Fade

Love is like a rose.

It can blossom.

into and beautiful flower.

Or it can fade into the.

darkness.

Of the night

Female’s Life

we have many cycles to morphs into a grown woman. New born, toddler, teenager, young lady, little woman and finally grown woman.
We go through different stage in our life.One day, life starts happening in front of you and you start to take your own life changing decision. Depending on your choices, you are hanging upside down from your own mess,or you molt into your life lesson. All your experience radically transforms your mind,eventually emerging as a little woman or grown
Woman. But what does that radical transformation entail? How does a little woman rearrange herself into a grown woman ? What happens inside her soul?
First, the little woman digests their feelings, releasing all the pain to dissolve all of its tissues. If you were to cut open their feelings at the right time, you could see how the little woman has disintegrated all of its tissues, except for their memories,
Those memories are to remember what they learned in later stages of their lives as little woman.
Getting a look at different stages as it happens is difficult; risks botching the transformation. But it maintains a what we learn as children, into our adulthood. Becoming a grown woman it’s one long journey but it fulfill your soul. You go through many stages including been a mother and that’s when your soul has been reborn and giving a second chance in life. Woman always evolve my dear. Learn from each mistakes and smile at every new stage of your life. Woman is the definition strong.
—Meriyen Marquez

Prompt for Hour Twenty Three

‘The worst enemy to creativity is selfdoubt.’ – Sylvia Plath

I love this quote. Doubt is something almost all writers face. However it is rarely something we write about. Your prompt is to write about a poem about doubt. It could be self doubt, it could be doubt in terms of creative writing, or it could be about doubt in general.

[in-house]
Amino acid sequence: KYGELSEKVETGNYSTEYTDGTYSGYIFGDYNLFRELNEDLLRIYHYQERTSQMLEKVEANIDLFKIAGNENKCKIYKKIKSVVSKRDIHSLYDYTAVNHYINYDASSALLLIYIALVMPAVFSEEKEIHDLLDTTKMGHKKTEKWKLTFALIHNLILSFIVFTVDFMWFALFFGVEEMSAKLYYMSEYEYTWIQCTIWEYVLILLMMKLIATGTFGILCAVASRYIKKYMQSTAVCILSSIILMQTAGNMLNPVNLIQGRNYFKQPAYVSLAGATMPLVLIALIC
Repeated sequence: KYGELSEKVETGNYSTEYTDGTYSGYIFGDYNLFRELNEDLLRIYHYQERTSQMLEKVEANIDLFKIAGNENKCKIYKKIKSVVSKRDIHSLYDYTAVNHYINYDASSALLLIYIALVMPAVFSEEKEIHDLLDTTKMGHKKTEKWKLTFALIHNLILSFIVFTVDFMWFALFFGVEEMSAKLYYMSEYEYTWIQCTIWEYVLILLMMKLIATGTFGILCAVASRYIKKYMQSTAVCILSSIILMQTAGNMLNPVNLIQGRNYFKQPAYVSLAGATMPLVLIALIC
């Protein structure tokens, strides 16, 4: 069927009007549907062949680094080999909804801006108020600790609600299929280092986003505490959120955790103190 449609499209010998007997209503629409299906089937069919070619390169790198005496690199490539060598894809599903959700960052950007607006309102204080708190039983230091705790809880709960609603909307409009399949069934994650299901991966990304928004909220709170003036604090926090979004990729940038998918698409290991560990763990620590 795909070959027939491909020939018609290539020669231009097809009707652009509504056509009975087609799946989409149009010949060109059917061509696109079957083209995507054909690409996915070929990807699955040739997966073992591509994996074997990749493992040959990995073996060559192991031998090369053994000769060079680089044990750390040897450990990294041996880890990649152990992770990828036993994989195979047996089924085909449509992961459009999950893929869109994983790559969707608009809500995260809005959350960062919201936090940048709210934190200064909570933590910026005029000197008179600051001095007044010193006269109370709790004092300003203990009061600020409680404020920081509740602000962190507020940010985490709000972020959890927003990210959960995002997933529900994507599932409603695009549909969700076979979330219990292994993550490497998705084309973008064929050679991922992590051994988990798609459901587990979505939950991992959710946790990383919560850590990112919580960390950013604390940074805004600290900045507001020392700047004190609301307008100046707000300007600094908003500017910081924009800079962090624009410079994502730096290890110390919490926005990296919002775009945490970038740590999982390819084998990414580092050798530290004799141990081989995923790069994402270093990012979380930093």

A Sonnet for George

The dewdrop on the tip of George’s rose

Magnifies the coral, purple and pink

And captures all the garden’s artful prose

And causes feathered friends to pause and think.

 

His handiwork creates a buzz at church,

For every member wants to take a peak

At butterflies and birds that come to perch.

The bounty has become a yearly treat.

 

It’s not surprising that George loves to garden;

He’s British, after all, and they are mad

For digging in the dirt, without a pardon.

He has such joy; he seems like just a lad.

 

I wouldn’t tell him to his face, you know,

But with a spade his eyes and cheeks do glow.

Poem 16: Three A.M. Pancakes

The waitress is sleepy and so am I.
She’s seen better days, and so have I.
I tell her what I’m doing, up writing
poetry until the cows come home.
She pops her gum, her only comment,
and ambles off with the coffee pot.
I want to say, “Please leave it here,”
but this isn’t that kind of place.
For one thing, the carafe isn’t thermal,
so it would get cold quickly, and then
where would I be? I have to be content
to wait until she remembers me, between
the truck driver with the bad cough and
the teenagers texting each other across
the booth behind me, the F word back
and forth. I want to ask if their parents
know where they are, but they have their
poetry, too, as well as their doom. I want

them to stay here forever,

whispering and giggling.

The Grave and the Shroud (Hour Twenty-Two)

She saw the place,

Earth newly disturbed.

The other graves were grassy

And herbed.

But this one was dark with dirt.

And she knew.

 

But still, she needed to make certain

And pulled away the earthen curtain.

And saw a shroud conceal the face

That brought him carelessly to this place.

How could she tell him this was true?

What would he do?

What would he do?

 

She removed the gauzy shroud

Hoping to see a different face

But it was his love now still as stone,

An empty vessel of flesh and bone.

 

She set about to replace

The shroud and dirt upon the face,

And gathered up his his fatal loss,

And left the grave site to the moss.

 

Small Things

If I knew the last time I saw you was going to be the last time forever

I would have hugged you a little tigheter

I would have looked at you longer

Smiled at you

Enjoyed the way the creases in your eyes made them shine

Noticed the small things about you

it’s all the small things about someone that we miss when they are gone

 

Recycled Love

Generations
Bound inward
Patients
Drawn – Drawn

Creations
Injured
Foundations
Hindered
Sensations
Of a flower
Solid hours
Found
Re-locked
Sound box
Inside you

 

15. Mother’s Day

Bouquet Flowers

Years had passed

Without a doubt

No card to create

No call to make

 

Mother is one

Mine is not here

But in my heart

She is allays near

 

I cried

I prayed

I hoped

I lost

 

One part of me

When she left…

(Sonnet@2014 From Poems, Thoughts and More)

(Hour 22) 7.30-8.30pm — #74 “Candy Store”

#74
Candy store 

every adult still harbours
a child who hankers after
the candy store of their youth
an old world style lolly shop

whether it was a Willy Wonka
wonderland or Harry Potter’s
Honeydukes — or just the local
deli down the cornershop

nothing tastes that good again
though the chance to timetravel
back before everything got hard
is most likely the sweetest treat

bingo-card-25650250

#3. Second last one. OMG